We wrote last month about Google’s agreement to settle with the government which would require approval by the Federal Trade Commission. Well the Commission has now approved the settlement. Google Inc. will pay the civil penalty of $22.5 million to settle charges that it bypassed the privacy settings of customers using Apple Inc’s Safari browser. Members of the FTC voted to approve the consent decree which will allow Google to settle the agency’s investigation. But as is usually the case, Google admits no liability. I always have to wonder why a company would pay millions and sometimes hundreds of millions to settle a claim if it was innocent of the charges made against it.
The probe was prompted by allegations that Google used computer code known as “cookies” to trick Apple’s Safari browser so Google could monitor users who had blocked such tracking. Google has said the tracking was inadvertent and that it collected no personal information like names, addresses or credit card data. But the tracking was done despite assurances that Safari could be set to protect users’ privacy and prompted an FTC probe into whether Google violated a consent decree signed last year. Google said then it would not misrepresent its privacy policies.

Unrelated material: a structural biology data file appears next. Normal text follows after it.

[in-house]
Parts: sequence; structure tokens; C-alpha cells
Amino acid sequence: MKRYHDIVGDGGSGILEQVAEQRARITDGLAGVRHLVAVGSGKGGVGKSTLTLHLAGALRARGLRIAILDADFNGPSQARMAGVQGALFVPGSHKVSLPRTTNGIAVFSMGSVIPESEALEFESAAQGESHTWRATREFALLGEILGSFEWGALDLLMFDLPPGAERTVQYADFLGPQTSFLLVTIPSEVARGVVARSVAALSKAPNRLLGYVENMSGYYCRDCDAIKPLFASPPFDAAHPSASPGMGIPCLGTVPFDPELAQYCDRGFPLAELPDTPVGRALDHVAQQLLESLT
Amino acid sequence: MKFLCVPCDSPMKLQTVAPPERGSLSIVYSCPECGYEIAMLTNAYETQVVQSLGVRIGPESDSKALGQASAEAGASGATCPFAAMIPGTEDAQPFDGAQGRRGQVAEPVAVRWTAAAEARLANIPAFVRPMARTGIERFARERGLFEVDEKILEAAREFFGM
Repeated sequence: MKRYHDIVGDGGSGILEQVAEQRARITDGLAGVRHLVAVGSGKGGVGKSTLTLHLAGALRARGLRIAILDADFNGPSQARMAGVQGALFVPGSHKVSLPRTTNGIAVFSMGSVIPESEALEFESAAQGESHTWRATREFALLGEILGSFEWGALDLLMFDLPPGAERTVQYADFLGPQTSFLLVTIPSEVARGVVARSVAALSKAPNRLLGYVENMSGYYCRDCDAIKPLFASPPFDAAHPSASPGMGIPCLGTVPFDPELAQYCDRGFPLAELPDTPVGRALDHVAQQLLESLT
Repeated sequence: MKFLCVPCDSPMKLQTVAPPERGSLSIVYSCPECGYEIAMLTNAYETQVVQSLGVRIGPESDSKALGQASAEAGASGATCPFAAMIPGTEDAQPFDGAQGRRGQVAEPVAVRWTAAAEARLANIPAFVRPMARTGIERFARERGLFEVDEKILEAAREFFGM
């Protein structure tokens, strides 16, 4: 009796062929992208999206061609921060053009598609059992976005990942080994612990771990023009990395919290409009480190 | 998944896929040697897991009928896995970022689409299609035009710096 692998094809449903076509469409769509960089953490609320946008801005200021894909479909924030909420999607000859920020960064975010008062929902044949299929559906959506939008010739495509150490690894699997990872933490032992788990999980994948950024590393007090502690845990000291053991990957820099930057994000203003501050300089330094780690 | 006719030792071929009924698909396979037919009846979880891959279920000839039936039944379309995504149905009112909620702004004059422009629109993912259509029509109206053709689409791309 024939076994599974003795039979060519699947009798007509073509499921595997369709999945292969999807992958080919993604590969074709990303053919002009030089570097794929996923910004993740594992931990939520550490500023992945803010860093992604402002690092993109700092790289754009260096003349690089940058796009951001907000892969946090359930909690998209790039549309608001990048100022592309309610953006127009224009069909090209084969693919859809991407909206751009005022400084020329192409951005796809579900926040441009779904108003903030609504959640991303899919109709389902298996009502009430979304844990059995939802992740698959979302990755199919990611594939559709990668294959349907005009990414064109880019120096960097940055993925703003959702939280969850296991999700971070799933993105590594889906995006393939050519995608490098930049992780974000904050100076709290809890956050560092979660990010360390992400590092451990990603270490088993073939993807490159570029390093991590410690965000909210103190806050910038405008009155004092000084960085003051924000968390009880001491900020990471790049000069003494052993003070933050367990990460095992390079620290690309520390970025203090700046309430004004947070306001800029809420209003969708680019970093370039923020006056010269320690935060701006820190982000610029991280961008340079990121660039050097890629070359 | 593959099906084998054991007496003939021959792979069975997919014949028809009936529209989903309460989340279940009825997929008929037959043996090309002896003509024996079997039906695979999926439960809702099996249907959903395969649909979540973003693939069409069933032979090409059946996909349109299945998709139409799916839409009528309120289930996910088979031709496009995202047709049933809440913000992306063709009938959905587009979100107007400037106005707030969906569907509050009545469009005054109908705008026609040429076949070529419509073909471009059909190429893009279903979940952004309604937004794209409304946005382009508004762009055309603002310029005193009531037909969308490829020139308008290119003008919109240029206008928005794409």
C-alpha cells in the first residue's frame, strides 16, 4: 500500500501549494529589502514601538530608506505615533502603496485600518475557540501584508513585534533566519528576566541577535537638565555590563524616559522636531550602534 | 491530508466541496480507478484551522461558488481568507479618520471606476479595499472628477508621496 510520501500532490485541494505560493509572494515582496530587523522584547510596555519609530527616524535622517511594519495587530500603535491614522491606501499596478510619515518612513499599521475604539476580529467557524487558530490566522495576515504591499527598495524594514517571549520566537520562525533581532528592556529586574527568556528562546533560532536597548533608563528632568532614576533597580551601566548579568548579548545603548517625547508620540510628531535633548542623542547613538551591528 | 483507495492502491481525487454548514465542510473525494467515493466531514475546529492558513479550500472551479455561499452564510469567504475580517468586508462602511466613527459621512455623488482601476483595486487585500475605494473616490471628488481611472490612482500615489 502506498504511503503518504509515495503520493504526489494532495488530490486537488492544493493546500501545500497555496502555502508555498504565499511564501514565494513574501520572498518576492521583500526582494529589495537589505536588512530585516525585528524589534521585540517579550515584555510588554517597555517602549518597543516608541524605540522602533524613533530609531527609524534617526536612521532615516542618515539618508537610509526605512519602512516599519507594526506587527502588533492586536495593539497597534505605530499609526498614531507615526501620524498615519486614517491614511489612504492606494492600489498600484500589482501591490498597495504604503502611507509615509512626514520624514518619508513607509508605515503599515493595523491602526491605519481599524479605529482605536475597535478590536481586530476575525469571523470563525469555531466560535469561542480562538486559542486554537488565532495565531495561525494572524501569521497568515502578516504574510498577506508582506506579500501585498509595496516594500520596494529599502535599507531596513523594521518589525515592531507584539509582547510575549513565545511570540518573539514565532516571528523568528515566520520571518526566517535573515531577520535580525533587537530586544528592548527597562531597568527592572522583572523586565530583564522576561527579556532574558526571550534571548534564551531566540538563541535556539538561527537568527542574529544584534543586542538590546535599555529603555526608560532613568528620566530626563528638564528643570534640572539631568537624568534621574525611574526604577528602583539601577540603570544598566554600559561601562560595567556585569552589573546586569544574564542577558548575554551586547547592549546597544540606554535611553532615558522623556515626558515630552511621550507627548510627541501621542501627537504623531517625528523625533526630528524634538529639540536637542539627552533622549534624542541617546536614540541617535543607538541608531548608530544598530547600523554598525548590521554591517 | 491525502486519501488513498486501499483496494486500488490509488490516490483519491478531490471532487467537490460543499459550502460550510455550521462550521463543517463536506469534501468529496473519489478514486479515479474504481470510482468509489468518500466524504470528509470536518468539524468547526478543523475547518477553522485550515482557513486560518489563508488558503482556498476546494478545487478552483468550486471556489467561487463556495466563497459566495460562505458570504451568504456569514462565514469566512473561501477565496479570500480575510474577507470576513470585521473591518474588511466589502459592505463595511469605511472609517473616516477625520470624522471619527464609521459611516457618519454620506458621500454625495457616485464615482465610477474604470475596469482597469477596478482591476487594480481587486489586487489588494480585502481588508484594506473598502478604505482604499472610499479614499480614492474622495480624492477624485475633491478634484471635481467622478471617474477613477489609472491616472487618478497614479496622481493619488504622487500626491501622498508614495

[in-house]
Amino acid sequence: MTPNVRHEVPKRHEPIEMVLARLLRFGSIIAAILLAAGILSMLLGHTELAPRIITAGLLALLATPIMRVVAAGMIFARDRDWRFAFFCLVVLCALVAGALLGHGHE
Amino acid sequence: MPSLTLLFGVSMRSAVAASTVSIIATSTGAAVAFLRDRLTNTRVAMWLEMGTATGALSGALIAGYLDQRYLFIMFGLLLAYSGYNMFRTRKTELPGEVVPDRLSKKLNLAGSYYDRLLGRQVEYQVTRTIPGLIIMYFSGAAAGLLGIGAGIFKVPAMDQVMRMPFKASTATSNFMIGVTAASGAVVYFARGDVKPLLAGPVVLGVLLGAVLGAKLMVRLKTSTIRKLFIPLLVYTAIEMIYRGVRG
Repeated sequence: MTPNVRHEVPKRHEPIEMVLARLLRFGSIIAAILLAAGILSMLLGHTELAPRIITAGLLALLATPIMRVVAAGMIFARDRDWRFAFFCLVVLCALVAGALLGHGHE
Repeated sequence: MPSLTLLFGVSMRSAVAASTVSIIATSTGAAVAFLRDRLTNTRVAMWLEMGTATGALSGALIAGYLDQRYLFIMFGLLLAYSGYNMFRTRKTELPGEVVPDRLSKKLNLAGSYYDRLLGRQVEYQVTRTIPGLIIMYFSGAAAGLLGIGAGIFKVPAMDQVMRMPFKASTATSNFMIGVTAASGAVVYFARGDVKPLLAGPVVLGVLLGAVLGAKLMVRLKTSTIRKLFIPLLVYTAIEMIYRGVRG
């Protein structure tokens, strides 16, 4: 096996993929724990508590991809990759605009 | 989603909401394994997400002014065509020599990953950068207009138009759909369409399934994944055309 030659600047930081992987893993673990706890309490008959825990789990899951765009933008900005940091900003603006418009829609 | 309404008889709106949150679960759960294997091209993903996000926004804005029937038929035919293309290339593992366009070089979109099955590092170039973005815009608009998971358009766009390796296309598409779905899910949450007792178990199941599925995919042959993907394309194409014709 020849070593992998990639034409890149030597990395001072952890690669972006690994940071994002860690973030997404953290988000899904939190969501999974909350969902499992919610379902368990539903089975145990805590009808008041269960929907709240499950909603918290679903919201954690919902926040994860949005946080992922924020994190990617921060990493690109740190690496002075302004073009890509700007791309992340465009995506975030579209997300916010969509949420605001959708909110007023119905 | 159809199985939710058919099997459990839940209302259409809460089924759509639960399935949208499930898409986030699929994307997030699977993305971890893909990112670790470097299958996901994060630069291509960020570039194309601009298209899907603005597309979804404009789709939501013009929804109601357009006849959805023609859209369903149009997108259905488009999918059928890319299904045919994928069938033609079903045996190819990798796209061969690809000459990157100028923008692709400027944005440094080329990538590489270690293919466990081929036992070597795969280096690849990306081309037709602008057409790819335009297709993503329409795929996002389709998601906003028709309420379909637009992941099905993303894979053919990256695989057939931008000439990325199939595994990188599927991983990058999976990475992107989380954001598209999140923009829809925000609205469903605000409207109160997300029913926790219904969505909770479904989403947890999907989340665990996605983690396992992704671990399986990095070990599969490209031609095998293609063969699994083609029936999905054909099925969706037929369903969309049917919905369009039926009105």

Google also faces potential sanctions from other governments. It is being investigated by the European Union to determine if the company complies with Europe’s stricter privacy laws. The top search engine provider is also the subject of a wide-ranging antitrust investigation by the FTC and European regulators over accusations that it manipulated search results to favor its own products. Google said the investigation was prompted by a 2009 help center web page that predated a change in Apple’s cookie-handling policy. A Google spokeswoman said in a statement that the company has “now changed that page and taken steps to remove the ad cookies, which collected no personal information, from Apple’s browsers.”
Source: Claims Journal
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